We did it again! Our eighth annual Pre-Thanksgiving Feast has taken place, and went off delightfully. We had over 170 people in attendance (more than last year), the food was as sumptuous as ever, and we even made some money, though I have not yet got all the reimbursement-for-ingredients requests, and I know at least a couple of checks are still in the mail, so I can’t yet say exactly how much.
Special thanks are due and hereby presented to everyone who helped make it happen: Cindy Juds, Jeanne Barnes, Jean and Mariah Groshek, Jan Taylor, Barb Eisenberg, Mary Beth Koenigs, Catherine, Ted, and Andrew Kern, Dustin Paluch and his friend Justin, Kurt Hildebrand, Margaret Gebhard, Gloria Steck, and Rick Fisher and the band. Extra special super thanks go to Jody Johnson and David Paluch, without whom we would not even be able to begin to do this.
Anyone who has comments or suggestions to make on any aspect of how the feast was done or should be done next time is encouraged to call me (Louise) at 414-962-2703 or Jody at 414-764-7262, or (better yet) come to the next potluck. One thing we will surely be discussing is whether we should use the same site next year or look for one with a real kitchen; we will also reconsider the entertainment. If you’ve been to a meeting where our group’s decisions were made, you know that we simply discuss the concern at a potluck until there's a consensus – everyone who shows up that evening gets to contribute their opinion and have it heard and be part of the final decision. So if you have a point to make, join us!
Sunday, Dec. 8, 5:30 PM, regular potluck at the Friends’ Meeting House, 3224 N. Gordon Pl. (from Humboldt Blvd. in Riverwest, go east on Auer a few blocks to the parking lot). Topic is holiday cookies – bring a recipe to share and/or cookies and/or an entrée (some of us better bring solid food!)
Subsequent potlucks will be the same time and place on Jan. 5, Feb. 2, and March 2.
Sunday, Dec. 15, 5 PM, at Allen Owen’s house, 5310 W. Loomis Rd. in Greendale, 421-1725.
QUOTE OF THE MONTH
"Medical research has shown that eating plenty of fruits and vegetables can lower blood pressure, reduce the risk of heart disease and stroke and help prevent bone loss. Diets high in fat have been linked to cardiovascular disease, diabetes, and cancer. ‘Very few illnesses have not shown some association with dietary practice,’ [epidemiologist Dr. Kimberly] Morland said."
-- NY Times, 11/12/02, in an article titled "Good Health is Linked to Grocer"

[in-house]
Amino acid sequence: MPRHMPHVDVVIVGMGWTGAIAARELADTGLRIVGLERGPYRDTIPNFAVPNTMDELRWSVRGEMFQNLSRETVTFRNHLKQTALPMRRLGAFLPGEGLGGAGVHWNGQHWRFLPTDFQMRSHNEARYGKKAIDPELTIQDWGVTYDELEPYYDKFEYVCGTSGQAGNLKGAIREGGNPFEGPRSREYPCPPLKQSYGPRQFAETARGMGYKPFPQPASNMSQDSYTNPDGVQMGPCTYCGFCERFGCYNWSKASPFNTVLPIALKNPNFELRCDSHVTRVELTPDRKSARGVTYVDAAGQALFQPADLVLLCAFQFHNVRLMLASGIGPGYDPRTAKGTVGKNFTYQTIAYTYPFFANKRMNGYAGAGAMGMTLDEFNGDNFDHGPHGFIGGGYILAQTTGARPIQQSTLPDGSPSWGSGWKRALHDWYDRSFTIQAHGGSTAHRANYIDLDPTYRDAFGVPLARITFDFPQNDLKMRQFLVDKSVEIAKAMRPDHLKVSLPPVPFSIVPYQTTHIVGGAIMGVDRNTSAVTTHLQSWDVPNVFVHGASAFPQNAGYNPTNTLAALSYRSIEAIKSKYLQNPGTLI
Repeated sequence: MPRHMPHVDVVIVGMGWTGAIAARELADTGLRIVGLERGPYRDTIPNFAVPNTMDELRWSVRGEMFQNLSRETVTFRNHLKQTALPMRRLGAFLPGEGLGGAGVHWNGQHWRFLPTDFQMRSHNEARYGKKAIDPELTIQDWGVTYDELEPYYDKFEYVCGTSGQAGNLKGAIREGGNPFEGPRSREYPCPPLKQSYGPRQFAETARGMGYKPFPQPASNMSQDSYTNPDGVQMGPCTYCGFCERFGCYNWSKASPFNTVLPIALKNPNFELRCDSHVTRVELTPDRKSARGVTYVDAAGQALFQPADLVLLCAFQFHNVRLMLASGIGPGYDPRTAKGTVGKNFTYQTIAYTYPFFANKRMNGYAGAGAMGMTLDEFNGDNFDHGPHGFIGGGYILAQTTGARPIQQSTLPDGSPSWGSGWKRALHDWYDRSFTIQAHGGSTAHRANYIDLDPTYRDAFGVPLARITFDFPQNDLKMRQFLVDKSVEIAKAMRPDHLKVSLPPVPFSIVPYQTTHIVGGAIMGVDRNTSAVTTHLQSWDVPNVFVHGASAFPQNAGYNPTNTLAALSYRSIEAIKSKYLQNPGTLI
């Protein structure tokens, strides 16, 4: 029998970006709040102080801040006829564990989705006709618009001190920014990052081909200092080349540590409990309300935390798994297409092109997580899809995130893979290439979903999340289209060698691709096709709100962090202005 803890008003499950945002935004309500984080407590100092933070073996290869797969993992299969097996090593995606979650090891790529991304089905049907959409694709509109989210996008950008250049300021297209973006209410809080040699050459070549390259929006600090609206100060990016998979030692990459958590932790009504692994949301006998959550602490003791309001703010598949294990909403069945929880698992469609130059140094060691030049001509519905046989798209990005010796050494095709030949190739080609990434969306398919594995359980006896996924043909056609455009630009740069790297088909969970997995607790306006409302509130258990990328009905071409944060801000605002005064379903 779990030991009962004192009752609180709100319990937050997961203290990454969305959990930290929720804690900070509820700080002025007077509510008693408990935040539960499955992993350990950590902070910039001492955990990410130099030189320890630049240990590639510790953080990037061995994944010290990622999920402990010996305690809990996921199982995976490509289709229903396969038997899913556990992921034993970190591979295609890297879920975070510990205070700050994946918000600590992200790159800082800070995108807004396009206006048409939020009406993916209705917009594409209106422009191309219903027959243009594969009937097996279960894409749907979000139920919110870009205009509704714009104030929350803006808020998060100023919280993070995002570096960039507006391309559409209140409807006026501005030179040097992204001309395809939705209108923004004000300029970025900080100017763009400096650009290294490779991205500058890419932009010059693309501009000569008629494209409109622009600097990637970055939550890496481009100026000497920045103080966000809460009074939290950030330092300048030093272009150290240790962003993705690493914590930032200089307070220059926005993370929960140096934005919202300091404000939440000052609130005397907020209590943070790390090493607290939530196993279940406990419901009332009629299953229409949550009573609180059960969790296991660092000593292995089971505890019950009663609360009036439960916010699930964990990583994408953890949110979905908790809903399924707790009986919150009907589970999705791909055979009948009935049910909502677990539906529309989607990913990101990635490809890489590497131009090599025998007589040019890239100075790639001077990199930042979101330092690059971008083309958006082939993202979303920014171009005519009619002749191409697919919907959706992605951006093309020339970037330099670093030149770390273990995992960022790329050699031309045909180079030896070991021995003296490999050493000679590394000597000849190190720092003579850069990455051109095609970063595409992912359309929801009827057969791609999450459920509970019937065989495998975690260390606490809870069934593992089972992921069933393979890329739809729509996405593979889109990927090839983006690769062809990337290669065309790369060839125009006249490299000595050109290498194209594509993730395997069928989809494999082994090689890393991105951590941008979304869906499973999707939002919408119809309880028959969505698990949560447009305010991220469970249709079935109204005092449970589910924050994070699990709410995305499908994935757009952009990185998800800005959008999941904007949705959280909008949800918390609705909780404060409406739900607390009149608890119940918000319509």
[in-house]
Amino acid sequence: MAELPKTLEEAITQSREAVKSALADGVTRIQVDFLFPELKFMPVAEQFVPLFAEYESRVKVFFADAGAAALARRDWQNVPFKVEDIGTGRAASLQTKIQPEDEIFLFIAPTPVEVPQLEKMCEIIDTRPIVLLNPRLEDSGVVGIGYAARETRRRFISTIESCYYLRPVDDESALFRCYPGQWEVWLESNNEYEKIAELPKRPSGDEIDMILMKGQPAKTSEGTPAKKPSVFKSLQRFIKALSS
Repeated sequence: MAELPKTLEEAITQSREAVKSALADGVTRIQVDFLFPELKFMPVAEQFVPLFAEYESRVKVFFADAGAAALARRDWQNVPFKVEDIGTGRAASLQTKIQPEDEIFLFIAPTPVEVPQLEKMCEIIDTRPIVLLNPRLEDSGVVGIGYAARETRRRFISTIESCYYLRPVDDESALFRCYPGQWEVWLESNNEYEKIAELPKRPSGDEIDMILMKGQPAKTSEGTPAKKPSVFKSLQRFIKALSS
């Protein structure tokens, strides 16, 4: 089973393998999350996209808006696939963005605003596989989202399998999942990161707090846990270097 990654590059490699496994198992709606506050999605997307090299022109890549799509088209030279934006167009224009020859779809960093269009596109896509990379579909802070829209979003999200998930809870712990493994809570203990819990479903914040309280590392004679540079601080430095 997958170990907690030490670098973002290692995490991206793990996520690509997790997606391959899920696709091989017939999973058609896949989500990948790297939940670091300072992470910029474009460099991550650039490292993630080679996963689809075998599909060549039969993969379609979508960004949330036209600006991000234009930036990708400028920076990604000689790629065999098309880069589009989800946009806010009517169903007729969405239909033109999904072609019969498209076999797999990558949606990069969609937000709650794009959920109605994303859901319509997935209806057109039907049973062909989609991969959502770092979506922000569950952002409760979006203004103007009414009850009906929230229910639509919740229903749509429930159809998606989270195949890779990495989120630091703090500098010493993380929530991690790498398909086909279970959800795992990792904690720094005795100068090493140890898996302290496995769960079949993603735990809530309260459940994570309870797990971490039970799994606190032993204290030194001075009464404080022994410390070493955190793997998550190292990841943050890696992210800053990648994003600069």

This month’s quote was part of an article reporting on the problems faced by people in poor communities in getting access to good food, since supermarkets tend to avoid their neighborhoods. In fact, this is a facet of the problem of hunger worldwide, as evidenced by the recent listing of world health risks by the World Health Organization – which placed simple hunger first in rank. Other organizations meanwhile report that fish, which is the main protein source for a billion people, is being depleted by current fishing methods and demand; the question here is whether very environmentally destructive and short-sighted fish farming should be implemented as a solution, or whether people dependent on fish should be helped to find other protein foods.
Closer to home, hunters are still worried about Chronic Wasting Disease (the deer equivalent of mad cow disease), but apparently not as much as first thought. Deer hunting licenses ended up being only 13% lower than last year, possibly because many hunters are counting on being able to have their prey tested for CWD before deciding whether or not to eat it. Not only Wisconsin is affected: Maine is also now planning to inspect deer for CWD.
Other worrisome animal food news includes an item about a dysentery outbreak in south-western Russia, which was traced to dairy processing plants and was thought to have come from two dysentery-carrying workers who packaged products and cleaned milk cans; several people (mostly children) were sickened, and plants were closed for disinfection. Closer to home, experts in the field pointed to the listeria outbreak in the northeast U.S. this past summer, and the resulting recall of over 27 million pounds of meat, as indication of how hard it is to ensure food safety. Perhaps this might be helped by a new measure recently ordered by the Department of Agriculture, which directs inspectors to check that meat packers clean and check their machines and counters instead of just testing their product. Meanwhile, the FDA’s Center for Food Safety and Applied Nutrition is proposing that restaurants should have to provide written warnings whenever they serve such dangerous foods as undercooked beef, eggs, fish, pork, poultry, and shellfish. The FDA is not, however, warning pregnant women about the danger of mercury contamination of tuna.
Plant products can be a problem occasionally: cantalopes imported from Mexico have been linked to salmonella outbreaks, and imports were stopped until it can be shown that they’re grown in cleaner conditions. But it’s still mostly animal foods that are a concern. A paper presented at this year’s Experimental Biology conference showed that meat-heavy high-protein diets tend to cause dehydration which could be dangerous to athletes, and a University of Southhamptom study found that women who eat a meaty diet with few carbohydrates during pregnancy may then bear children at higher risk for high blood pressure as adults. A recent Italian study found that a low-animal-protein diet did better than the traditional low-calcium diet at preventing kidney stones. And even small amounts of daily ham or sausage have been found to increase risk of developing precancerous polyps in the colon.
In this light, it is a little bit of good news that a judge sided with small hog farmers who had refused to pay a government-mandated fee to advertise and promote pork. The plaintiffs in the lawsuit were mostly trying to save family farms, which are beset by factory-farming corporations, but anything that decreases meat advertising sounds good to us. And a nifty little item in the NY Times recently reported on haggis, the Scottish national dish of animal organs stuffed into animal intestines: it seems that when the Scots were faced with a consumer demand for vegetarian foods, their sense of business won out over their sense of tradition – and a vegetarian version of haggis is now on the market. Also in the news is a lawsuit filed recently by two New York teenagers, charging McDonald’s with making them fat. This is only part of McDo’s general bad news of late: sales in established markets are leveling off, and fewer new restaurants are opening.